As with most policy coming out of D.C., the debate over immigration is chaotic as usual, with U.S. federal courts ordering the government to renew the Deferred Action for Childhood Arrivals (DACA) program. It is doubtful whether that ruling can stand for a host of reasons, but leaders on both side of the aisle are at a minimum giving appearances that they are working on a solution. The president’s latest Twitter posts indicate that he’s backtracking on last week's willingness to work with Democrats on a deal, but as is the case with many of the president’s policies, the narrative changes about every 10 minutes.
Many corporate leaders say they have had enough, as the uncertainty over the fate of DACA and “dreamers” is affecting everything from employee morale to the potential drag on their business.
To that end, dozens of CEOs have signed a letter that has been widely disseminated and will run in major U.S. newspapers. The list includes leaders who are all over the political map, from former GOP gubernatorial candidate for California, Meg Whitman, who is winding down her tenure at Hewlett Packard Enterprises, to Jeff Bezos of Amazon and owner of one of President Trump’ harshest critics, the Washington Post.
The letter urges federal lawmakers to find a permanent and workable bipartisan solution to DACA by the end of this week. Such action would give a tight 45 days transition period to finalize protections for dreamers and end the uncertainty that is harming families and businesses alike. “Failure to act in time will lead to businesses losing valuable talent, cause disruptions in the workplace, and will result in significant costs,” concluded the letter.
Whether this sentiment will move congressional leaders is an open question mark. Last fall, over 400 business leaders signed an open letter urging Congress and the White House to pass a bipartisan “Dream Act.” At the time it looked as if a repeal of DACA would be the proverbial straw that would break the camel’s back, but as we have seen over the past several months, that camel has been able to carry a lot of hay.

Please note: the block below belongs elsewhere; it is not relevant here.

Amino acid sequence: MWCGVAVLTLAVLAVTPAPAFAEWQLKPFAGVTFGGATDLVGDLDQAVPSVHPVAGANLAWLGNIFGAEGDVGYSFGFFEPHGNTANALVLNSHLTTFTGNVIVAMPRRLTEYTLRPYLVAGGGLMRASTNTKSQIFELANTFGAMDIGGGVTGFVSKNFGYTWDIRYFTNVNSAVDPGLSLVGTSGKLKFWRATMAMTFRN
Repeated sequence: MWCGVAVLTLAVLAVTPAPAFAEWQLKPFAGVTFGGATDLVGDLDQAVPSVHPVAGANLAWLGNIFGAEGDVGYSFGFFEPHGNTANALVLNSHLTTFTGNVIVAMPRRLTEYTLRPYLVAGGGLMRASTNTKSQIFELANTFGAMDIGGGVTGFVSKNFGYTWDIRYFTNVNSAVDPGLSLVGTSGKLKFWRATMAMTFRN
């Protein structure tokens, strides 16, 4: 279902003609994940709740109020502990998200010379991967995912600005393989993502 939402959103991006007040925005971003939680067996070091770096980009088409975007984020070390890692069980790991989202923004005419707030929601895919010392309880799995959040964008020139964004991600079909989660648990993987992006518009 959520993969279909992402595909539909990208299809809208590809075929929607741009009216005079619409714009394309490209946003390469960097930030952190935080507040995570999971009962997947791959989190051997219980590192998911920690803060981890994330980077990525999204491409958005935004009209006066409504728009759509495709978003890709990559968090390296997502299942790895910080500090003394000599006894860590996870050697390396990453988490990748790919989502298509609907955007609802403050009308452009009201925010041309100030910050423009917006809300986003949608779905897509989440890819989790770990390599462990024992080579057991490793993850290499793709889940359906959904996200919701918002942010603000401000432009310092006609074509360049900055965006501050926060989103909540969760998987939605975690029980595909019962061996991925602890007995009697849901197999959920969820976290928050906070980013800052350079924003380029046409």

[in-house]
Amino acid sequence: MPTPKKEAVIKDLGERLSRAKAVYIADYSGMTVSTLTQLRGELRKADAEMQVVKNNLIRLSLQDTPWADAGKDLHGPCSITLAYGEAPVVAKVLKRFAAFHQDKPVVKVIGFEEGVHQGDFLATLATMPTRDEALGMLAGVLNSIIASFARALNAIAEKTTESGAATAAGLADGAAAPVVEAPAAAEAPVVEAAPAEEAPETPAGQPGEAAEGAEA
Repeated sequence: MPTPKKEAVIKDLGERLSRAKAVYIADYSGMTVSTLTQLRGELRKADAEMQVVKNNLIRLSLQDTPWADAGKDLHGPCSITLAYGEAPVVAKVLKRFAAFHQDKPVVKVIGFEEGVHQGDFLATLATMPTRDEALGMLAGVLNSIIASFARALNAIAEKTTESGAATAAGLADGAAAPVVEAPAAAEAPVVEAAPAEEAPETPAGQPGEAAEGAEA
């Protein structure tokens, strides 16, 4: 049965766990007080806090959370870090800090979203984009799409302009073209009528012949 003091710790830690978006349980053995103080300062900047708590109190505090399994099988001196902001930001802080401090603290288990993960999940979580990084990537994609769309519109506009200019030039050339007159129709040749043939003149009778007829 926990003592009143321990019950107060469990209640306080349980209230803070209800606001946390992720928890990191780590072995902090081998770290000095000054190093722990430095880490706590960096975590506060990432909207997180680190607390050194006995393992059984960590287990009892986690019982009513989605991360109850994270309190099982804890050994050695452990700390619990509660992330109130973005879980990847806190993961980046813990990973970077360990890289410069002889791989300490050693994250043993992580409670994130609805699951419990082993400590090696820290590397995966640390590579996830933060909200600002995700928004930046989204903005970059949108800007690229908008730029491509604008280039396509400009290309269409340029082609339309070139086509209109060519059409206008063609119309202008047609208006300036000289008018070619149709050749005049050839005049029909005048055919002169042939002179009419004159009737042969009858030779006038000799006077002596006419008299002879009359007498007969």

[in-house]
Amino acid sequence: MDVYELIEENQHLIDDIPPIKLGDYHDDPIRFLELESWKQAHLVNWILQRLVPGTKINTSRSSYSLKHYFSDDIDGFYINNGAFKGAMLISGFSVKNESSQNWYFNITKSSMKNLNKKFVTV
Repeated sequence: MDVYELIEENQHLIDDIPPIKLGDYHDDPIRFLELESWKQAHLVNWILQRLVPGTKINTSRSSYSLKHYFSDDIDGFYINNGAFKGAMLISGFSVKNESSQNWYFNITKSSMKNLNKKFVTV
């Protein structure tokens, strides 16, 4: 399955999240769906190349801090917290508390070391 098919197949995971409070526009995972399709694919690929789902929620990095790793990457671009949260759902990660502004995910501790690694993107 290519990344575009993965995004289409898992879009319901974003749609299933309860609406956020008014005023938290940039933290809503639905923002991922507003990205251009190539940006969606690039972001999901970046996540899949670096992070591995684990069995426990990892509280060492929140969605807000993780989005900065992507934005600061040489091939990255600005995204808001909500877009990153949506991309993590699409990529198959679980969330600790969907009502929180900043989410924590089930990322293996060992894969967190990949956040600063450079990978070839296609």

These publicly posted letters give companies the appearance that they are taking a stand and trying to hold the White House and Congress accountable. But like most such letters, they do little more than score some public relations points with some stakeholders. For now, companies appear content with the holiday gift the Trump Administration wrapped for them in the shape of last month’s tax cuts.
Of course, enthusiasm over the tax cuts could change, whether or not DACA really becomes sabotaged. Businesses have plenty of other policies generating angst. As pointed out by Joseph G. Carson on Bloomberg, those cuts leave little room for the massive infrastructure projects that would really benefit businesses in the long term. TriplePundit’s Tina Casey has also shown how bonuses given to employees in the guise of celebrating tax cuts can soon appear to be empty gestures if workers end up getting laid off. Meanwhile, other companies that have promised bonuses, such as Walmart, have found that any enthusiasm over these checks became quickly muted upon the announcements of store closings - in this company’s case, the shuttering of 63 Sam’s Club locations.
So, don’t be surprised if in another six months, we see another public letter from companies imploring Washington to do something about immigration. But as always, no one really wins, and dreamers will lose once again – as they see their lives constantly on hold because of policymakers’ inability to find an action.
Democrats may just want to call the President’s bluff and agree to his infamous border to get DACA moving. After all, it is pretty clear much of the wall will be more of a fence; and as proven in remote areas such as along the Texas-Mexico border, geography – not to mention the ongoing threat of litigation – will most likely mean that wall will never get close to completion.
Image credit: Ryan Bavetta/Flickr
Leon Kaye has written for 3p since 2010 and become executive editor in 2018. His previous work includes writing for the Guardian as well as other online and print publications. In addition, he's worked in sales executive roles within technology and financial research companies, as well as for a public relations firm, for which he consulted with one of the globe’s leading sustainability initiatives. Currently living in Central California, he’s traveled to 70-plus countries and has lived and worked in South Korea, the United Arab Emirates and Uruguay.
Leon’s an alum of Fresno State, the University of Maryland, Baltimore County and the University of Southern California's Marshall Business School. He enjoys traveling abroad as well as exploring California’s Central Coast and the Sierra Nevadas.
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